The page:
Drugged drivers were involved in more fatal crashes last year than drunk drivers. Of the drivers who tested positive for drugs, more than a third had used pot.
As alarming as that may sound, police lack the tools to detect stoned drivers and keeping them off the road.
Currently, most available drug tests can't quickly determine if someone is impaired by marijuana. However, an Oakland-based company says they have technology that can help police departments nationwide detect and measure recent marijuana use during a traffic stop.
On Wednesday's show, Hound Labs CEO Dr. Mike Lynn joined Tom to discuss their patent-pending dual alcohol and marijuana breathalyzer that they say can save lives.
Dr. Lynn claims their handheld device is the first in the world to measure the presence of THC in someone's breath, which he says is key to determining when a driver smoked and if they're capable of operating a motor vehicle. Hound Labs says their breathalyzer will help law enforcement accurately punish those who abuse marijuana and deter users from ever getting behind the wheel.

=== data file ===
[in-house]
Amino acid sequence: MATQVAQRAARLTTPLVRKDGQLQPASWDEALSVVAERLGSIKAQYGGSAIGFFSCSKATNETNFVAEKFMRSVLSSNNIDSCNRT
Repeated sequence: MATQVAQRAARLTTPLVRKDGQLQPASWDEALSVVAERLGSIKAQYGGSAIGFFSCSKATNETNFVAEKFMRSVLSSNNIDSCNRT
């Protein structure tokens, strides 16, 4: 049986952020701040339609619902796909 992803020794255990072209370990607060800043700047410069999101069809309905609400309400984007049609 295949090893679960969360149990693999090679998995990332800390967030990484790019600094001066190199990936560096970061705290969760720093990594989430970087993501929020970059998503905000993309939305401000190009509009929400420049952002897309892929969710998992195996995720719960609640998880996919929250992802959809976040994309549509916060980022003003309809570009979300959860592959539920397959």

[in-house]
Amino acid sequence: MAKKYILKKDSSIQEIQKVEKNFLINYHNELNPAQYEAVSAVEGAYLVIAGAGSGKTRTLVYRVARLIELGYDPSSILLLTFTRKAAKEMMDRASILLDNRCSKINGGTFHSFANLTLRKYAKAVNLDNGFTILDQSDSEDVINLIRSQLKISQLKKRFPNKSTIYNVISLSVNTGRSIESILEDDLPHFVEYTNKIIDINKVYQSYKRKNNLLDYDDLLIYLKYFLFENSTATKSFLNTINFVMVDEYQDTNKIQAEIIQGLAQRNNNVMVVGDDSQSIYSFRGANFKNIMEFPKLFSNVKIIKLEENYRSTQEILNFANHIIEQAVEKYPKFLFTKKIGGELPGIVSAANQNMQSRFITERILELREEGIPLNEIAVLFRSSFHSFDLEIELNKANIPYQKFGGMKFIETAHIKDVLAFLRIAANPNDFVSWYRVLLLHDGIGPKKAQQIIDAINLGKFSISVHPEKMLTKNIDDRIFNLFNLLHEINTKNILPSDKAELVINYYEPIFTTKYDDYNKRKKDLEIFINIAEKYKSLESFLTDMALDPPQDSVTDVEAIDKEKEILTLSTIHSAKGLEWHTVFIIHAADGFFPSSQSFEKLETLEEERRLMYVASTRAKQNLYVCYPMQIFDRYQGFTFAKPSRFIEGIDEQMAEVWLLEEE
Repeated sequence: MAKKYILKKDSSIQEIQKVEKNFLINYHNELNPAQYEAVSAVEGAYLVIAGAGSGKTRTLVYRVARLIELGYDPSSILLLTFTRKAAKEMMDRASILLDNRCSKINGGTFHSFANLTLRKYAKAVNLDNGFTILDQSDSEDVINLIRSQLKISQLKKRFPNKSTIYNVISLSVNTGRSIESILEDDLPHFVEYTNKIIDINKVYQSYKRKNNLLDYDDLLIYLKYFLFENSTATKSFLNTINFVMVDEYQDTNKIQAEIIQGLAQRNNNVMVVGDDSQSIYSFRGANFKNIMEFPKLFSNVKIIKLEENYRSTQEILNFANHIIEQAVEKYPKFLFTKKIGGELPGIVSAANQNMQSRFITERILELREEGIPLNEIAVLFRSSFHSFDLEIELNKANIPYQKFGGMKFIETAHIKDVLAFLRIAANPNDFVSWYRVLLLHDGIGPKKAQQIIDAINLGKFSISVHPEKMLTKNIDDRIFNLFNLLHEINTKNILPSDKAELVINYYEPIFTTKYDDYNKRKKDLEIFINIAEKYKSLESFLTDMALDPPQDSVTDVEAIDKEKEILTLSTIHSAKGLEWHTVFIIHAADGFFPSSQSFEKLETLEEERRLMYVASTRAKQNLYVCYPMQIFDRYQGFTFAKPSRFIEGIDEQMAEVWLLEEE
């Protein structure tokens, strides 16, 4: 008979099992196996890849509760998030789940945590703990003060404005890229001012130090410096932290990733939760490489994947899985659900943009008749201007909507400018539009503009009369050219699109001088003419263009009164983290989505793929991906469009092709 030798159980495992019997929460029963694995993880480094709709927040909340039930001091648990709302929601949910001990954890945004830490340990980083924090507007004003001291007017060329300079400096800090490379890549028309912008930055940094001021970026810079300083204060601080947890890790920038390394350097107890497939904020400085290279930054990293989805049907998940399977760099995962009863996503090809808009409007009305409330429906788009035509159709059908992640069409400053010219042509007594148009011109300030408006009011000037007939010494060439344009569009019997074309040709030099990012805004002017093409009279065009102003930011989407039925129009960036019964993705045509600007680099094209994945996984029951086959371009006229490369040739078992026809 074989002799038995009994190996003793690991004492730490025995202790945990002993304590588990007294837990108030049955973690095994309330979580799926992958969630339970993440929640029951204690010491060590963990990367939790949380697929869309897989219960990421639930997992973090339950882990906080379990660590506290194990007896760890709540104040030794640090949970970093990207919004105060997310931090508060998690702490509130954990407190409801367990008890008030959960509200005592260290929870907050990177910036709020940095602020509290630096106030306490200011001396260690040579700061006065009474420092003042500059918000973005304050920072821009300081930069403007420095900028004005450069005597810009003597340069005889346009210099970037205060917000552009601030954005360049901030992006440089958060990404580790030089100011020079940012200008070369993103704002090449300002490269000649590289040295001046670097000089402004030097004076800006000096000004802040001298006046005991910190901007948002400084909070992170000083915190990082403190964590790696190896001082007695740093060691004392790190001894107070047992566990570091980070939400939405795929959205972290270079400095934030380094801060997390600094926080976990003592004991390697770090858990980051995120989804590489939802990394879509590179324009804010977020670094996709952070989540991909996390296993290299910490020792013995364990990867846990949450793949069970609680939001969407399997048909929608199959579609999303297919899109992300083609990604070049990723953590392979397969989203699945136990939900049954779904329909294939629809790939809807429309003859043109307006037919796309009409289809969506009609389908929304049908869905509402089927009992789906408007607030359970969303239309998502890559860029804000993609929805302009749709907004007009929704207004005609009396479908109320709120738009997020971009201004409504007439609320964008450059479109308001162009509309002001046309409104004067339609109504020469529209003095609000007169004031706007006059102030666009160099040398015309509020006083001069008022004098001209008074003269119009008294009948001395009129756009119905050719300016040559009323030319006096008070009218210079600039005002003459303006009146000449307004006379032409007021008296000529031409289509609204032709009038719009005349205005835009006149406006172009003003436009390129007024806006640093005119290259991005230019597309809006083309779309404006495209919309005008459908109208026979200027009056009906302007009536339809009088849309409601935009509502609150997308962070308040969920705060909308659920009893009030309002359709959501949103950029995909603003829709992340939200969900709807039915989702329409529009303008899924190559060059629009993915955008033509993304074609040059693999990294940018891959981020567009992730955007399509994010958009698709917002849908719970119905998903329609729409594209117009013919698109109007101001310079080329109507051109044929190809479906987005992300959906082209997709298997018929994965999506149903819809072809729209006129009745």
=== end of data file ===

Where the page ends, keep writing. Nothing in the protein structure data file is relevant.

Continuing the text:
"By measuring THC, the stuff that gets you high, in someone's breath," Dr. Flynn said, "you are actually measuring at the exact same time people are most impaired."
According to Dr. Lynn, their devices have already completed roadside field testing by law enforcement officers and could be "on the streets" before the end of the year. They also say a "home version" could be available soon for pot users who may not know if they're impaired or not.
LISTEN ABOVE AS HOUND LABS CEO DR. MIKE LYNN JOINS THE TOM SULLIVAN...